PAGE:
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Thursday, May 23, 2024
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The teenage Covid warrior who saw his generation ‘dismantled’

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THE Covid years were hell for schoolchildren and teenagers. Apart from being terrified that they might kill their granny, they endured mandatory lockdowns, masking and PCR testing. Montgomery Toms, from north London, was 14 years old and living in Lincolnshire in 2020 when the UK declared a Covid pandemic, and 18 years old when restrictions were finally lifted. He says that he saw his generation being ‘dismantled’.

Monty was taught to question everything by his parents who have degrees in psychology and philosophy. He challenged pandemic measures, refused PCR tests, and said no to masks. He says he was ridiculed, ostracised, and criticised by his teachers and peers; he endured over a year of daily playground confrontations, but although he became tired, and lonely, he never gave in.

His psychologist mother Linda Doe, 58, and father Paul Toms, a philosopher and computer programmer, also 58, supported his rebellion and could not be prouder of it. He has an older sister, 22, who felt the same but wasn’t as active, and he has found love with Nazarin Veronica, 22, who took part in the BBC2 documentary Unvaccinated.

Here is Monty’s story as he told it to me.

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I can’t put a finger on the moment everything changed but when we went back to school in June, after the March 2020 lockdown, I knew I wasn’t going to be wearing a mask. I couldn’t explain why until I was about 15 and a half. Then I realised masks were about control, not our safety. None of the data supported mask wearing.

I saw the masks as a social experiment, a testing ground: ‘If we can get people to wear a mask, then what else can we get them to do?’ It was so illogical, it was so unscientific and there were videos of Chris Whitty and Patrick Vallance saying there was no evidence to show that masks worked.

Back at school, we faced a new set of rules. No turning around in class, but you could sit next to someone. No sharing equipment. Seating plans so that they would know who was in contact with who. No electric fans at the back of the classroom so that they could not push particles around. No shouting or singing for the same reason. One-way systems.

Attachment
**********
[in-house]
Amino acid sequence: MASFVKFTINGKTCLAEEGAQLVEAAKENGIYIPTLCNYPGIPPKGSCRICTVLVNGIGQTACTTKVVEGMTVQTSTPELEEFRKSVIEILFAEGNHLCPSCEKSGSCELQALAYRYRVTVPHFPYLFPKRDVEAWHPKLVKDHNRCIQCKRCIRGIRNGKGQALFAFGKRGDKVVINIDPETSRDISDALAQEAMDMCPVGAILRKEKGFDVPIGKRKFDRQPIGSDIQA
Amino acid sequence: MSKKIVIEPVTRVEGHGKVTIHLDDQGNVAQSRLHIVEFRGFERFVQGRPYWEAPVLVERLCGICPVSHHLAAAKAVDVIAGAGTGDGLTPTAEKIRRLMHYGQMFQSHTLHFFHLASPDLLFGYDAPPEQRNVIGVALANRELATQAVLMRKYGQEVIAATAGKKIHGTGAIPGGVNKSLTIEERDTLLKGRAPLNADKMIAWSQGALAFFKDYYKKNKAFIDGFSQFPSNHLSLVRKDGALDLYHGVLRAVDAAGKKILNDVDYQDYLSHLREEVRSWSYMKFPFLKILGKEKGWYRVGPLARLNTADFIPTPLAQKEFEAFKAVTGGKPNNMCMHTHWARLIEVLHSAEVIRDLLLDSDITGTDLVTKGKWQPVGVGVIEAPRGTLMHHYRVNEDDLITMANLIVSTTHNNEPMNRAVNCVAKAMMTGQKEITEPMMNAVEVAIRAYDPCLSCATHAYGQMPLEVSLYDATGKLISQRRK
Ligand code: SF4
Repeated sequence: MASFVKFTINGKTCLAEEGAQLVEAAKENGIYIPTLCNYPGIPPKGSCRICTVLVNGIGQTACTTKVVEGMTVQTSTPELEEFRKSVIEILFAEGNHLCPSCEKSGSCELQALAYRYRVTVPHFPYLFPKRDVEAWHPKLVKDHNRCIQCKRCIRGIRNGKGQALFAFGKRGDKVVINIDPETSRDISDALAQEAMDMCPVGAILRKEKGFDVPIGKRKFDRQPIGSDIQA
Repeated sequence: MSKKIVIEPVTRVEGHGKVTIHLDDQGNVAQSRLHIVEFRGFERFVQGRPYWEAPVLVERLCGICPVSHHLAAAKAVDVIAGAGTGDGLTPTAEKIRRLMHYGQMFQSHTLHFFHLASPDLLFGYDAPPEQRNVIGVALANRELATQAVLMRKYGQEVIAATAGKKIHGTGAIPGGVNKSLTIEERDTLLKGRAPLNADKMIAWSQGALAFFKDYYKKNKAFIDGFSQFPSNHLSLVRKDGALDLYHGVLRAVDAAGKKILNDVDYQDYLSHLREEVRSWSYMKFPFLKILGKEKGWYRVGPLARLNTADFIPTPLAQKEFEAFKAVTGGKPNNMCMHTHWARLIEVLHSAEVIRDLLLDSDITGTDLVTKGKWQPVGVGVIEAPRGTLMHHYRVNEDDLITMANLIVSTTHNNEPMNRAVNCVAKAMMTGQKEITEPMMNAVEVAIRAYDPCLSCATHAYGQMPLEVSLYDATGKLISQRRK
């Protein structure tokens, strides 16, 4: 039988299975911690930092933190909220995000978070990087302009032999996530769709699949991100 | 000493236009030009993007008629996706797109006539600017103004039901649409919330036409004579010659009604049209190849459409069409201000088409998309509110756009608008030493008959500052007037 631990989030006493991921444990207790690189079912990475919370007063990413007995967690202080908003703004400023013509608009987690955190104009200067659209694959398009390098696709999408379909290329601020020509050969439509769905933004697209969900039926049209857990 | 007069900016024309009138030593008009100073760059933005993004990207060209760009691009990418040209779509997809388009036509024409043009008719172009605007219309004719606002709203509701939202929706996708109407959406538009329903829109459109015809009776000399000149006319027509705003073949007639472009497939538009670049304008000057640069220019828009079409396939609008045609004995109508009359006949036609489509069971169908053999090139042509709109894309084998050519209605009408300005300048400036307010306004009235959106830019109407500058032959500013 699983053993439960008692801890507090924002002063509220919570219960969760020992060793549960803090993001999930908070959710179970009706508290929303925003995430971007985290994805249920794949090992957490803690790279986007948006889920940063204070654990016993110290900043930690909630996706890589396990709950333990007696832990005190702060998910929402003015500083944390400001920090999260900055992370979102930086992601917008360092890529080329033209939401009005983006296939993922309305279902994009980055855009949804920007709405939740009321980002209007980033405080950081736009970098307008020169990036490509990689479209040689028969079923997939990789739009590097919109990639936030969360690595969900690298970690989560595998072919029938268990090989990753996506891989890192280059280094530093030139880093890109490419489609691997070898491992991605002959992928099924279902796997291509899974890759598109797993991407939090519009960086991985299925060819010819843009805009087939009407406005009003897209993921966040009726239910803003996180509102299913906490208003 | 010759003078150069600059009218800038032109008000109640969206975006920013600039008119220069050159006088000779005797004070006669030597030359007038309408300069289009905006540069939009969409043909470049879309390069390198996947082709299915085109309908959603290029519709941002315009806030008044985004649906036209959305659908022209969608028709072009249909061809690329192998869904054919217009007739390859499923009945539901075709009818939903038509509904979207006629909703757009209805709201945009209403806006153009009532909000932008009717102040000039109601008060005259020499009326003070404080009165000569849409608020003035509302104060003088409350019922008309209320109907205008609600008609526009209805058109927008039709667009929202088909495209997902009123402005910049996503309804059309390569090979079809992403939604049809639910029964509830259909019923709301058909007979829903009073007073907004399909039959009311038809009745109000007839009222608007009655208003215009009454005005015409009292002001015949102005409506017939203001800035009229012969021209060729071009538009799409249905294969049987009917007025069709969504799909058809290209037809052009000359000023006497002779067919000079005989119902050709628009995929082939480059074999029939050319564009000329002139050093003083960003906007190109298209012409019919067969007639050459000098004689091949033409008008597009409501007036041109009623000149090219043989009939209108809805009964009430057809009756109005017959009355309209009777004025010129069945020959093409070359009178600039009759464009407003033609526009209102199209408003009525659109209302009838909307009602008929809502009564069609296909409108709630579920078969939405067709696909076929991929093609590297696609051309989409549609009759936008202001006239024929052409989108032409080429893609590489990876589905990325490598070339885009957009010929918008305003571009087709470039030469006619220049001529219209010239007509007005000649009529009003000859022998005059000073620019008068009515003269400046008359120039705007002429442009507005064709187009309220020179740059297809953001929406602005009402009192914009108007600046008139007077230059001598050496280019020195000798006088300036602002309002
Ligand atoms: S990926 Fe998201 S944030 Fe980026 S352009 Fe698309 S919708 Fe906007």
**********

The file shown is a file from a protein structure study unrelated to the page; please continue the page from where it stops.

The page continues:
I have a Jewish background so my whole family are on the spectrum of being alert and awake. My aunt, when she went into a shop, wouldn’t claim mask exemption, she’d say, ‘I’m from Jewish heritage and have family who were victims of the Holocaust. I am not showing my papers.’

When I was about 15, I really started to wake up to the World Economic Forum (WEF) and their Great Reset. In history, my teacher was talking about Hitler’s rise to power, and I drew parallels to exactly what was happening with Covid. She stood there in a mask, with hand sanitiser stations around her, and on the back of every computer screen, it said ‘Get Your Vaccination Now’, for a virus with a 99.9 per cent recovery rate in under-18s. That’s the level of propaganda that was in schools.

She started lecturing me about how Hitler used propaganda to persuade the German public into voting for him. I said, ‘Miss, just out of interest can you not see the irony in this scenario? Can you not see how blatantly obvious it is that the same thing is happening now?’

I had teachers who laughed at me and mocked me. When I went into maths, I asked my teacher to look at data and compare no lockdowns in Sweden with lockdowns in the UK. He just laughed in my face and said, ‘I think you need to go away and do some real research.’ (Sweden had a 0.09 per cent death rate before the Covid vaccination was introduced in January 2021. The UK had a 0.14 per cent death rate during the same period, 55 per cent higher.)

I passed seven GCSEs, but teachers were put in charge of allocating our grades. I was predicted to get an A in history, but my teacher gave me a 5 (C).